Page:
Les Paul’s innovations expanded the concept of the recording studio as a creative instrument in itself.

Editable, multi-track technology enables producers to paint artificial soundscapes making the recording process part of the very creation of music and as much art as technology.

There was a parallel development in Columbia Records’ 1948 microgroove LP or Long Playing records. 78s could contain about three and a half minutes of music whereas LPs could exceed twenty minutes per side. Classical pieces could fit on one disc, and pop producers were liberated from the singles mentality ultimately leading to influential albums such as Sgt Peppers, Pet Sounds and Dark Side of The Moon.

These advancements introduced a golden age of record production, which lasted from the 1950s until the new millennium. The music industry became big business and producers enjoyed recording budgets which would sometimes reach over a million dollars per album by the seventies and eighties.

Prior to the introduction of the MP3 in 1996 every major format change, 78 to LP to cassette to CD, had caused a consequent boom. Perhaps because the new format was virtual rather than physical, the music business failed to understand the significance of this invention. Consequently, the industry made no attempt to accommodate consumer demand by integrating or shifting to digital delivery. This meant that, by the end of the 1990s, when the early MP3 players coincided with the first peer to peer service – Napster – it spelled the end of an era. For 10 years now the music industry has been in serious decline.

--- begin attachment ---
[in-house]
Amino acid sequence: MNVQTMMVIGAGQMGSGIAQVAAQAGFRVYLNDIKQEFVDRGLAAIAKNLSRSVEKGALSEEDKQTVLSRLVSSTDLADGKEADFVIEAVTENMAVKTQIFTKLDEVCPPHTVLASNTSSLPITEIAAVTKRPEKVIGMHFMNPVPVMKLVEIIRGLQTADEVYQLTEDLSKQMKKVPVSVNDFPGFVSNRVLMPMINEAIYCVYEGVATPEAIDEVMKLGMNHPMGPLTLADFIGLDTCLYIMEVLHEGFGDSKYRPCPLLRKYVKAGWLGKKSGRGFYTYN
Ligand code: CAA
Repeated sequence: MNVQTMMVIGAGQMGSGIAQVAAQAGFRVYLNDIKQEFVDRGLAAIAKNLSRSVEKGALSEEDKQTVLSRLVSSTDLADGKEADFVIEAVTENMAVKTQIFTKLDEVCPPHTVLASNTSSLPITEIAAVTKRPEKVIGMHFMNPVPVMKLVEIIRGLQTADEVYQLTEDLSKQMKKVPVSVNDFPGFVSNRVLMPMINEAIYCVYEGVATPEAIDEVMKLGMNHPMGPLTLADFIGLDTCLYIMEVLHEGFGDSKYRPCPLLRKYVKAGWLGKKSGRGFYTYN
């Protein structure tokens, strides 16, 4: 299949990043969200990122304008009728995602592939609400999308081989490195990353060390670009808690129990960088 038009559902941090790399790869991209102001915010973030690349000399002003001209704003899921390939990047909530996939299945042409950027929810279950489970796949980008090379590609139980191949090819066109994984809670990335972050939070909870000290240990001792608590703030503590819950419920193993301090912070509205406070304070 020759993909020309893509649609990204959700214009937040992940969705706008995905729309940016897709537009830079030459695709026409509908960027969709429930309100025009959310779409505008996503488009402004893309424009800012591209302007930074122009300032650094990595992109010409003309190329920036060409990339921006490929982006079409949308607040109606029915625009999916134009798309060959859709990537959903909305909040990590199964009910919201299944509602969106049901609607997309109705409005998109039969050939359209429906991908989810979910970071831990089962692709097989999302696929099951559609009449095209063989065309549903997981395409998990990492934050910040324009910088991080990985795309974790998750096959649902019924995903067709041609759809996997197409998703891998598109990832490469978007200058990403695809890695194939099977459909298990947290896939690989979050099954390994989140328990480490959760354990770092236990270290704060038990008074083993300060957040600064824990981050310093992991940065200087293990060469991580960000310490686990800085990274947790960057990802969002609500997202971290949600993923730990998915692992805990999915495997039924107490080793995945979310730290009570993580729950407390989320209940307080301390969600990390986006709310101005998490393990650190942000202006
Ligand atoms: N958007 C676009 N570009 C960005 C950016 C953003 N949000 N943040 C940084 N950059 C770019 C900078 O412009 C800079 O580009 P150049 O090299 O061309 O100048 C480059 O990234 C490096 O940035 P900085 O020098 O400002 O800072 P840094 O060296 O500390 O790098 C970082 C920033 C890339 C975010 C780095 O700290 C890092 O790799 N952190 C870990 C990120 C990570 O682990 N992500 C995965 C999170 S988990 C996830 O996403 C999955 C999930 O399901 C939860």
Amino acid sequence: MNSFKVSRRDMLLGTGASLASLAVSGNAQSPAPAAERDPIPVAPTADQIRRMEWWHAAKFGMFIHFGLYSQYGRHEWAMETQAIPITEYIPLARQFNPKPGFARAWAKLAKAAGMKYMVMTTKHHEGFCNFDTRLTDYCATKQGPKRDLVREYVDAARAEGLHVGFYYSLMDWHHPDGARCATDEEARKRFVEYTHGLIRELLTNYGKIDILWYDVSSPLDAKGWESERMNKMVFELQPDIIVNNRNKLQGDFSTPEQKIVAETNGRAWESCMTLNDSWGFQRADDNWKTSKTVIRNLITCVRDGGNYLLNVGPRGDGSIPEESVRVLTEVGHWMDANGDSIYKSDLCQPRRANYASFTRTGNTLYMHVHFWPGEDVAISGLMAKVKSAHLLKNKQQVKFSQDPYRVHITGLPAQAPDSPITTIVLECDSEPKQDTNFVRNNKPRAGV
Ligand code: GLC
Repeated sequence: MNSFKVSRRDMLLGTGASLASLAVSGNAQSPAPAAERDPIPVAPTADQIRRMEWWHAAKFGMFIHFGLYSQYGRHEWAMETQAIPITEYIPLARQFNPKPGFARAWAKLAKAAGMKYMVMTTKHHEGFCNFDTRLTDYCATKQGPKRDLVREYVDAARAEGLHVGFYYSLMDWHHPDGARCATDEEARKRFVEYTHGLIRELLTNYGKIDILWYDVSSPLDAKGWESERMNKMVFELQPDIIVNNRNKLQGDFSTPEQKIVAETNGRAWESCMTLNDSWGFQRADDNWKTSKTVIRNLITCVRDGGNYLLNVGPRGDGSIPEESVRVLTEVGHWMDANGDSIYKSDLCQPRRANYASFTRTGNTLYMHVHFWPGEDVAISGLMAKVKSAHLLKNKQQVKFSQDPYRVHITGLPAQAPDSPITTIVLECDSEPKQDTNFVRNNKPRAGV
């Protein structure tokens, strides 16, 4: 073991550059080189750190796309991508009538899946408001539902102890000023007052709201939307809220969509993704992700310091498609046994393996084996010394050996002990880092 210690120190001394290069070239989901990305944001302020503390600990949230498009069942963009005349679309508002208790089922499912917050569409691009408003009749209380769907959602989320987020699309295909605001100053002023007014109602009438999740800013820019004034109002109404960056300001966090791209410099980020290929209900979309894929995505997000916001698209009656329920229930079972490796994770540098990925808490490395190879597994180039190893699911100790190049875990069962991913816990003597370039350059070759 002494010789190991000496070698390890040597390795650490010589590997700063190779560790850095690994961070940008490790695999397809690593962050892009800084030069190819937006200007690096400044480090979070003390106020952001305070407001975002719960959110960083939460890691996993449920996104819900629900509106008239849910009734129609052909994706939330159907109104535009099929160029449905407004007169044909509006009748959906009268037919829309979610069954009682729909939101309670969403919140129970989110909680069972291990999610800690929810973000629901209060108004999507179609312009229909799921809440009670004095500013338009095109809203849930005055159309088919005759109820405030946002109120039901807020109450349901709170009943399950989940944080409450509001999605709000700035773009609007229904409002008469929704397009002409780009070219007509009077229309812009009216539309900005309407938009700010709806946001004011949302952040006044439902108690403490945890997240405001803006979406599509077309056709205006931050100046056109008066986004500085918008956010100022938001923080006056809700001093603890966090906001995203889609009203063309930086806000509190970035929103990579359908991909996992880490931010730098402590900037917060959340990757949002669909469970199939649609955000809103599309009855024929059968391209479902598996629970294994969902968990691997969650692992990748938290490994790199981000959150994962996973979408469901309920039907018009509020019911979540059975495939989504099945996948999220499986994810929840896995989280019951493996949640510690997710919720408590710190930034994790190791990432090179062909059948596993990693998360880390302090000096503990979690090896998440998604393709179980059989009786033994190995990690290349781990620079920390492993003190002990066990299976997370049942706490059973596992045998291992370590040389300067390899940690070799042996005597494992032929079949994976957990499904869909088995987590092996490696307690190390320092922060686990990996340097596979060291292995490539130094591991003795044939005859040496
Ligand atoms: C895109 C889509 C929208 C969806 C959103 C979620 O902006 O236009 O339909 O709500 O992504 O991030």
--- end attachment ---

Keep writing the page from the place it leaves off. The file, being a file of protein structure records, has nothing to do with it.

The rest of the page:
These days most recordings are made in the digital domain. Recording budgets have plummeted, and inexpensive recording software offers unlimited tracks and powerful editing tools that have democratized the process. The barriers to enter the field of production are lower than they ever have been and some feel this has led to a decline in standards of production, engineering and musicianship. In addition, the drop in sales is negatively affecting the professional production community and, in some cases, creative choices are being compromised by lack of money.

But producers are adaptable if nothing else and, like it or not, we are now in the next phase. In the final analysis, great production is about magical combinations of talent. By becoming more entrepreneurial; perhaps echoing pioneers like Ralph Peer and John Hammond, many of us are hopeful that discovery, creativity and diversity may yet rule the music business again.

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About the Author 

Richard James Burgess
Richard James Burgess authored The Art of Record Production, The Art of Music Production, (1st, 2nd, 3rd ed), produced, recorded and played